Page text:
Dhaka City: baby steps towards a smart city

Sumaiya Nehla Saif, Dhaka Community Manager
Dhaka, 25 May 2016

The population of Bangladesh, along with few other similar developing countries, is highly dependent on cities. Consequently, urban development has been high on the agenda of government officials, policymakers and other actors involved in implementing change to make these cities more livable. Many contemporary approaches have been incorporated into urban development in cities: bottom-up, participatory development, inclusion of poor and marginalized societies and so on. Furthermore, developing countries of the Global South are now aiming at "smart cities" that essentially integrate information and communication technology (ICT) into urban development. This is in pursuit of technology-driven, sustainable, environmentally friendly cities that effectively respond to recent explosive growth.

Discussed in platforms such as "Strong, Effective City Corporation, and Safe, Women Friendly Dhaka Metropolitan," organized by Bangladesh Mahila Parishad (BMP) and part of a project called “Digital Track,” Dhaka is taking baby steps towards the “smart cities” approach to urban development by installing closed circuit television (CCTV) cameras across the city. The goal is to ensure safety and attempt at preventing crime on the streets. These cameras are also designed to send signals to nearby police stations and control rooms once any blacklisted person, vehicle or object is spotted. This initiative is fully functioning in the area of Gulshan, Dhaka and 11 check posts in this area have access to reports from the CCTV cameras in real time.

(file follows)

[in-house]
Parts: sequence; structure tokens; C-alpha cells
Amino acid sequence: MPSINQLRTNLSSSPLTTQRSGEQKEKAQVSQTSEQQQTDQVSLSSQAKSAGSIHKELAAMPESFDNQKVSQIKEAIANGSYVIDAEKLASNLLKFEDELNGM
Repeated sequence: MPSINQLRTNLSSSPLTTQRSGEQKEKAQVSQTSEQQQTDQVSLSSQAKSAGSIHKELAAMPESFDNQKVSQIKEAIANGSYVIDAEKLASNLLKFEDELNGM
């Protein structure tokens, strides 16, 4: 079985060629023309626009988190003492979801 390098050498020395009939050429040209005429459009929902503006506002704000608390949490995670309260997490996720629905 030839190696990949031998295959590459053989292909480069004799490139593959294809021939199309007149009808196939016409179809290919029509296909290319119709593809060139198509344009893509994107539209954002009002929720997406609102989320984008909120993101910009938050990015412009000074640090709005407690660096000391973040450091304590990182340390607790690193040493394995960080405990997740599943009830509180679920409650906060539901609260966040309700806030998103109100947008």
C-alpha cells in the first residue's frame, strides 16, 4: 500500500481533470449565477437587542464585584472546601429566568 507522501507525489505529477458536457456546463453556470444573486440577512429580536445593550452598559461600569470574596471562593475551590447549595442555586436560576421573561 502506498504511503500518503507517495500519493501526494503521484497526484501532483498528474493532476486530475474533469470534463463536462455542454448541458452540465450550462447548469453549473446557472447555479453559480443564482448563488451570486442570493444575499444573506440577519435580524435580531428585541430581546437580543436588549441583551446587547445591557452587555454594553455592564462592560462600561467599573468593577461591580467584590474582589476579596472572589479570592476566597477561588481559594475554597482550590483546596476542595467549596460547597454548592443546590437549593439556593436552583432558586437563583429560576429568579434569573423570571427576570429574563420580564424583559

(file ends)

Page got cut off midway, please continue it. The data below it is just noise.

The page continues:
This project is aimed specifically to ensure better safety and security for women so that they feel no less secure than their male counterparts to lead a regular life and challenge taboos that do not allow women to go out after dark. The underlying transition here is to build a safer infrastructure for women so that they are not restricted on the grounds of safety, instead of accepting gender-based abuse and violence on the streets and keeping them behind closed doors – safe and sound.

Recently, a secular activist and blogger was killed and six suspects had been identified, arrested and condemned for the killing through CCTV footages of criminals fleeing the crime scene. Although, Dhaka is not eligible as a full pledged smart city, incorporating such development solutions can yield effective results for a safer and more livable society. It is these baby steps that can lead to well-rounded urban development in an increasingly urban-dependent country.

Photo: Nicolas Nova

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